Inground Vinyl Pool Floor Options

Which Pool Floor Type?

An important question or discussion point that we have with homeowners building their own swimming pool is about the pool floor material, between the vinyl liner and the earth. A good pool floor base will resist divots or shifting and cracking. They also make liner replacements easier by reducing floor prep.

There are three types of pool bottom materials that can be used for in-ground vinyl pool construction: Pre-Mix, Vermiculite and a Sand Mix.

Pre-Mix Vermiculite Pool Floor

The most common and also the most expensive pool bottom is a Pre-Mixed Vermiculite, sold as Pool Base or Pool Mix. This is a ready-mixed pool floor product; no mixing required, just add water. This is the type of pool bottom most commonly used by pool installers.

Pre-mix vermiculite is easy on the pool liner; it is firm but has a soft texture to it. It can also prevent underground water issues from occurring under the liner. Pool Base or Pool Mix is one of the easiest pool floors to apply, and forms a hard and permanent pool bottom. $$$$

Vermiculite & Cement Pool Floor

palmetto-pool-vermiculite

The next most common pool bottom is un-mixed Vermiculite. The difference between vermiculite and pre-mixed vermiculite is that pre-mix is already mixed with the Portland cement. To make your our pool mix pool bottom, you can mix two bags of medium grade Vermiculite to 1 bag of Portland cement and then add water to the same ratio and consistency mentioned above.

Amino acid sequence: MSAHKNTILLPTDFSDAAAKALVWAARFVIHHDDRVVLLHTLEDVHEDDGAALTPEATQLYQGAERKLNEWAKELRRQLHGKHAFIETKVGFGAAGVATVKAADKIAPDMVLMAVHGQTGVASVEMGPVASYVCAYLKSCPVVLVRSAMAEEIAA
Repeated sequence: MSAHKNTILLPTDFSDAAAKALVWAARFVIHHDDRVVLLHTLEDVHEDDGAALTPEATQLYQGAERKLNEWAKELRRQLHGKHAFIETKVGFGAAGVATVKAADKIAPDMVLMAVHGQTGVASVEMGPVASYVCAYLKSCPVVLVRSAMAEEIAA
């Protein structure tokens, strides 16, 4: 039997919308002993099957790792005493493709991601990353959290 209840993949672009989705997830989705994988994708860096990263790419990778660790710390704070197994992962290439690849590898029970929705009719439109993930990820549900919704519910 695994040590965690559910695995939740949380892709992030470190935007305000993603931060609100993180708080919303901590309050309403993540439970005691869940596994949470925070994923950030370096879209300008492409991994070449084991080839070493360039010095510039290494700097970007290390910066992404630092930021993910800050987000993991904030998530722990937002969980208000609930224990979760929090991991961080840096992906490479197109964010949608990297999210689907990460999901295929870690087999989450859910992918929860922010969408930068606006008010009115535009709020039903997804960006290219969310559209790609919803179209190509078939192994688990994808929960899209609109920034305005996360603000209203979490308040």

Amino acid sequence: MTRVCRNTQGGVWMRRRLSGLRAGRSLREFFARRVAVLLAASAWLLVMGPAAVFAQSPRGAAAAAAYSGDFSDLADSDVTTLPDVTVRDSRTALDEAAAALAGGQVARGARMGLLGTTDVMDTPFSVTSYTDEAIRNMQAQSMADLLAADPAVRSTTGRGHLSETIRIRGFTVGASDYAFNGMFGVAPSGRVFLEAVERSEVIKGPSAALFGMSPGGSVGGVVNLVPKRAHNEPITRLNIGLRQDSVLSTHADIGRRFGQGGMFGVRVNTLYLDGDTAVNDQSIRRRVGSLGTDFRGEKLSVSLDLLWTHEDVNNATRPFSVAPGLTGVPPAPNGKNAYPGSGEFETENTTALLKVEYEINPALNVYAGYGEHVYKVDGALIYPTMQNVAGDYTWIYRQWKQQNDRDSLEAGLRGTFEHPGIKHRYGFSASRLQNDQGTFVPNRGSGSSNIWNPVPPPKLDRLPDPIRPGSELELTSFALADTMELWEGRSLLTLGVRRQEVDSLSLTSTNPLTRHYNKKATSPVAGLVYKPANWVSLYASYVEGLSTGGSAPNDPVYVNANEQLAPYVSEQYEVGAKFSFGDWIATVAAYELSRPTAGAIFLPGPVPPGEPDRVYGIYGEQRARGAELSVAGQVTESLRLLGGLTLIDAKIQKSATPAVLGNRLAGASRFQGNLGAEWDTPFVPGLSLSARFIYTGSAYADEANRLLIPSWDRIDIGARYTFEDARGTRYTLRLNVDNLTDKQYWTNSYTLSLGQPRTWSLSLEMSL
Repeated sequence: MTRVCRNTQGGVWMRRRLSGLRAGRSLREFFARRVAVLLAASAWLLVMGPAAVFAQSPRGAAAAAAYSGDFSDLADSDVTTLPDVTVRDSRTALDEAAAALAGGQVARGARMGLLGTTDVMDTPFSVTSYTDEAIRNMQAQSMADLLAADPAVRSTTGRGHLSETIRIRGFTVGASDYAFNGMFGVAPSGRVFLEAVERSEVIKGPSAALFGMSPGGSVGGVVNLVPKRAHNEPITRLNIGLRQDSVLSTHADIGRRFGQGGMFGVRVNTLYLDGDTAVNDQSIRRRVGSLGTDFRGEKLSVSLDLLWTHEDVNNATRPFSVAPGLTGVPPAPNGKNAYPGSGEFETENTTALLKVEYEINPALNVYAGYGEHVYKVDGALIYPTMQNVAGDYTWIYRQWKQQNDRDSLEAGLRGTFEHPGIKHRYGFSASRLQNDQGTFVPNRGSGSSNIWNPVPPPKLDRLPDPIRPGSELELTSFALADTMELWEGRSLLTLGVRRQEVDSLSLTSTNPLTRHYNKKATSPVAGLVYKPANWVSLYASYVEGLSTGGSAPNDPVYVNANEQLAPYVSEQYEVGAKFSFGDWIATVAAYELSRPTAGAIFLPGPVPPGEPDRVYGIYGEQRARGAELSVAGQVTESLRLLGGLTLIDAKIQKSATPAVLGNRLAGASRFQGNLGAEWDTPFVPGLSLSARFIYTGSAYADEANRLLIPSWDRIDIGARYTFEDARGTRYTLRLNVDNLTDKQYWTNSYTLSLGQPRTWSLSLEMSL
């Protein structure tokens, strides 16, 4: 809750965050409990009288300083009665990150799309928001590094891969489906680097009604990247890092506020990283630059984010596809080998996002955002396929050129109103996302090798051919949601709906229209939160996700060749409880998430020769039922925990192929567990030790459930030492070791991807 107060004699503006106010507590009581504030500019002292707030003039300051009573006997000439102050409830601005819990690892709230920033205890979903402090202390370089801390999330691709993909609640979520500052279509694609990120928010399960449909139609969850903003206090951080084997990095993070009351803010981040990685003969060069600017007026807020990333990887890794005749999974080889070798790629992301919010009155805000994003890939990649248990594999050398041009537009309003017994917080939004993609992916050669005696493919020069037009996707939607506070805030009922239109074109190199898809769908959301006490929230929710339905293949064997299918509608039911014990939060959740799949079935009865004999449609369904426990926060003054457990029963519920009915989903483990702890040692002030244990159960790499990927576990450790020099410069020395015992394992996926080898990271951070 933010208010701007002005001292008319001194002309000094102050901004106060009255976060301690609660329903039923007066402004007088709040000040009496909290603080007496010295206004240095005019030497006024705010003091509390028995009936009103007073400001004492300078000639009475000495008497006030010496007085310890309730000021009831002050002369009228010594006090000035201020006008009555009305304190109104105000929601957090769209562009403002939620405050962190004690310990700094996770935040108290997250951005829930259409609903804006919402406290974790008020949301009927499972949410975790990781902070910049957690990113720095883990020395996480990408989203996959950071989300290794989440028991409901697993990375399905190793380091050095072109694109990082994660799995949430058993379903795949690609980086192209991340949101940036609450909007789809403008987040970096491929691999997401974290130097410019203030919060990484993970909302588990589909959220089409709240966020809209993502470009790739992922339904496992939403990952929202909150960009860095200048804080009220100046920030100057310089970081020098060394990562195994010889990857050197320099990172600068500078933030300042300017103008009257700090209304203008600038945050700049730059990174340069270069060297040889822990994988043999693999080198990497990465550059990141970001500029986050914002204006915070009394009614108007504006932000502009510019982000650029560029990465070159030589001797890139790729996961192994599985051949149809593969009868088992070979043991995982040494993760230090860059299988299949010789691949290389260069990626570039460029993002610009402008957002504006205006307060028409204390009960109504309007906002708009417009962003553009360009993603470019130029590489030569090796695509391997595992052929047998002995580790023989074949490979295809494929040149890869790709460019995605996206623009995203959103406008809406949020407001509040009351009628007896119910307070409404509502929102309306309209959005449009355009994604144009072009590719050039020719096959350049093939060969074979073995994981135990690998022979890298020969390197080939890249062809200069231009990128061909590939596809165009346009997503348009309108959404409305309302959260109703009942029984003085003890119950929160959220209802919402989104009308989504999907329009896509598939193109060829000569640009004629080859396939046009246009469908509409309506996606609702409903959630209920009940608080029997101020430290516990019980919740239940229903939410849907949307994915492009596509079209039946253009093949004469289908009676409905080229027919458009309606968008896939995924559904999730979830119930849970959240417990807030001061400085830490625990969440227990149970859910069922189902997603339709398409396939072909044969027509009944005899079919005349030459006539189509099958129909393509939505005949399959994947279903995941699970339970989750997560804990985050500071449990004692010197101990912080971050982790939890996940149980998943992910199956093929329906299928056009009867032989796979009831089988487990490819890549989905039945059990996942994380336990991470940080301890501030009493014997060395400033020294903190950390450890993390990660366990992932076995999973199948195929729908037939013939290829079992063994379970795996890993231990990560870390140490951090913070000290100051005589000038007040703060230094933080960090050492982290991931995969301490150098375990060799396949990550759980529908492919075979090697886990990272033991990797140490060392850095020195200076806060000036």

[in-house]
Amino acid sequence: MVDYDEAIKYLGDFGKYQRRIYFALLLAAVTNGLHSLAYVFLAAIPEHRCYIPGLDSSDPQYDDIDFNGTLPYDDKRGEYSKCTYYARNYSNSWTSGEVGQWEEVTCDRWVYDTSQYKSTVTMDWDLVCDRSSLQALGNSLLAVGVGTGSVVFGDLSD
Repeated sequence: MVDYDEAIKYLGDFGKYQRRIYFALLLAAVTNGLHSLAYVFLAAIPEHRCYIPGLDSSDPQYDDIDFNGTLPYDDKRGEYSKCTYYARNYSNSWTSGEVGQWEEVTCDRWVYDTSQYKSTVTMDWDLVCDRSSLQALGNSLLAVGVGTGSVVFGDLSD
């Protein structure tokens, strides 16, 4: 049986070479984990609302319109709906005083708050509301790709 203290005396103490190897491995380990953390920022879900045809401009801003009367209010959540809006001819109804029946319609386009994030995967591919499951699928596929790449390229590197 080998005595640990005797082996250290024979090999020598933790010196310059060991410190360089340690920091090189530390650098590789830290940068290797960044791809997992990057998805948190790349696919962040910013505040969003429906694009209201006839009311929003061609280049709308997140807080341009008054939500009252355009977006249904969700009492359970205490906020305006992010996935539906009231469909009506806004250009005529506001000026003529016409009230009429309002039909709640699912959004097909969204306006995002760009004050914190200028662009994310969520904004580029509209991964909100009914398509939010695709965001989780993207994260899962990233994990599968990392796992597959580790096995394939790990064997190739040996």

This is less expensive than the pre-mixed but more work with the (careful) mixing. If you maintain a consistent mix, making your own pool base mix will give the same result as using the pre-mixed pool floor material. $$$

Sand & Cement Pool Floor

The next is a sand and cement mix. You can get a load of clean sand or a "washed" sand delivered and mix that with a Portland cement. This is the much cheaper alternative and always available in all areas. This can either be mixed in a mixer or just in a wheelbarrow as water is not used in the mixing.

The mix is four parts masonry sand and one part Portland cement. This mix is put on the walls and floor of the pool dry and after an area is complete then mist it with a garden hose and it will harden up. It is a good idea to do a large section and then mist it before you continue.

A sand and cement pool floor tends to be a little harder and more abrasive on the liner (than using a vermiculite mix) but is still a great pool floor option. It is probably the most durable pool bottom, harder than vermiculite. The level of physical labor is higher with a sand mix, because the mix is so much heavier. $$

Other Pool Floor Options

Other areas of the country have different options that can be also be used. I built pools is Massachusetts, where we used a lot of stone dust, which was a gray crushed powdery stone, also called crush-n-run in some areas. Stone dust works well and with a little water, trowels on just like concrete to form a great pool bottom. Anything will work as long as you can compact it, trowel it smooth and it's not too abrasive for the pool liner.